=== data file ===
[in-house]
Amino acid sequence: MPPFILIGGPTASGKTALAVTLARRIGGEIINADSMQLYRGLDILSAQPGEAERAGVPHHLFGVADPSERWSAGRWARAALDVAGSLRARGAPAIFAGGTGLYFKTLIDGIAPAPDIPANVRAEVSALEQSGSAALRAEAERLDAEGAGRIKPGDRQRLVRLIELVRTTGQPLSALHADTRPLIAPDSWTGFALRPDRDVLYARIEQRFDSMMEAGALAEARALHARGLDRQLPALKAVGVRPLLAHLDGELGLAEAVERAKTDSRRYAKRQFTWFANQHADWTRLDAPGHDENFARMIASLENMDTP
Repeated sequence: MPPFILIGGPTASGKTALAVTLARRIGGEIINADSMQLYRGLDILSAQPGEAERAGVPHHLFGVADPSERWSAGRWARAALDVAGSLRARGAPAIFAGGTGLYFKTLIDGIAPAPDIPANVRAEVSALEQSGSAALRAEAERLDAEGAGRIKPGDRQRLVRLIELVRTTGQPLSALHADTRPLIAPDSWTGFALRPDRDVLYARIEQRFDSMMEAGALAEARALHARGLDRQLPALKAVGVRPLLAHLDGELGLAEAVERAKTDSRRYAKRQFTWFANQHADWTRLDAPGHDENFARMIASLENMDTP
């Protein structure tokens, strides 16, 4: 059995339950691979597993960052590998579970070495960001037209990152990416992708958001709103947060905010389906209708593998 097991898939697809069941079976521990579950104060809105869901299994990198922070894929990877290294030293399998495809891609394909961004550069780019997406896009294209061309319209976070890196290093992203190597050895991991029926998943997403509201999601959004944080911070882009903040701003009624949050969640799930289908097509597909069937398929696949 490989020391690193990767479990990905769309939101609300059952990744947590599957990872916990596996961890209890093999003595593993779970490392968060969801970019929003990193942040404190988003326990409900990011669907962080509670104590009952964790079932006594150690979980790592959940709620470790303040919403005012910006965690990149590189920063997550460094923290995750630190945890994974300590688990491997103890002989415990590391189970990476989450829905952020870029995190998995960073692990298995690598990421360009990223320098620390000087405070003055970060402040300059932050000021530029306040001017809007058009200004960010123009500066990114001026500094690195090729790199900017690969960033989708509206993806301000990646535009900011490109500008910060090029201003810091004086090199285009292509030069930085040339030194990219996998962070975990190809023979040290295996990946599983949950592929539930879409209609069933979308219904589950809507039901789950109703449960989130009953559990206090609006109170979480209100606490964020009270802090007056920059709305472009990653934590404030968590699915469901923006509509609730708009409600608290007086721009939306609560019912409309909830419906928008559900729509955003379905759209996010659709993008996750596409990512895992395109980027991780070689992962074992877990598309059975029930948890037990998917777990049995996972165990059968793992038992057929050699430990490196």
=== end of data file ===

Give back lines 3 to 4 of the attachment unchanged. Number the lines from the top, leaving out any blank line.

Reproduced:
Repeated sequence: MPPFILIGGPTASGKTALAVTLARRIGGEIINADSMQLYRGLDILSAQPGEAERAGVPHHLFGVADPSERWSAGRWARAALDVAGSLRARGAPAIFAGGTGLYFKTLIDGIAPAPDIPANVRAEVSALEQSGSAALRAEAERLDAEGAGRIKPGDRQRLVRLIELVRTTGQPLSALHADTRPLIAPDSWTGFALRPDRDVLYARIEQRFDSMMEAGALAEARALHARGLDRQLPALKAVGVRPLLAHLDGELGLAEAVERAKTDSRRYAKRQFTWFANQHADWTRLDAPGHDENFARMIASLENMDTP
């Protein structure tokens, strides 16, 4: 059995339950691979597993960052590998579970070495960001037209990152990416992708958001709103947060905010389906209708593998 097991898939697809069941079976521990579950104060809105869901299994990198922070894929990877290294030293399998495809891609394909961004550069780019997406896009294209061309319209976070890196290093992203190597050895991991029926998943997403509201999601959004944080911070882009903040701003009624949050969640799930289908097509597909069937398929696949 490989020391690193990767479990990905769309939101609300059952990744947590599957990872916990596996961890209890093999003595593993779970490392968060969801970019929003990193942040404190988003326990409900990011669907962080509670104590009952964790079932006594150690979980790592959940709620470790303040919403005012910006965690990149590189920063997550460094923290995750630190945890994974300590688990491997103890002989415990590391189970990476989450829905952020870029995190998995960073692990298995690598990421360009990223320098620390000087405070003055970060402040300059932050000021530029306040001017809007058009200004960010123009500066990114001026500094690195090729790199900017690969960033989708509206993806301000990646535009900011490109500008910060090029201003810091004086090199285009292509030069930085040339030194990219996998962070975990190809023979040290295996990946599983949950592929539930879409209609069933979308219904589950809507039901789950109703449960989130009953559990206090609006109170979480209100606490964020009270802090007056920059709305472009990653934590404030968590699915469901923006509509609730708009409600608290007086721009939306609560019912409309909830419906928008559900729509955003379905759209996010659709993008996750596409990512895992395109980027991780070689992962074992877990598309059975029930948890037990998917777990049995996972165990059968793992038992057929050699430990490196």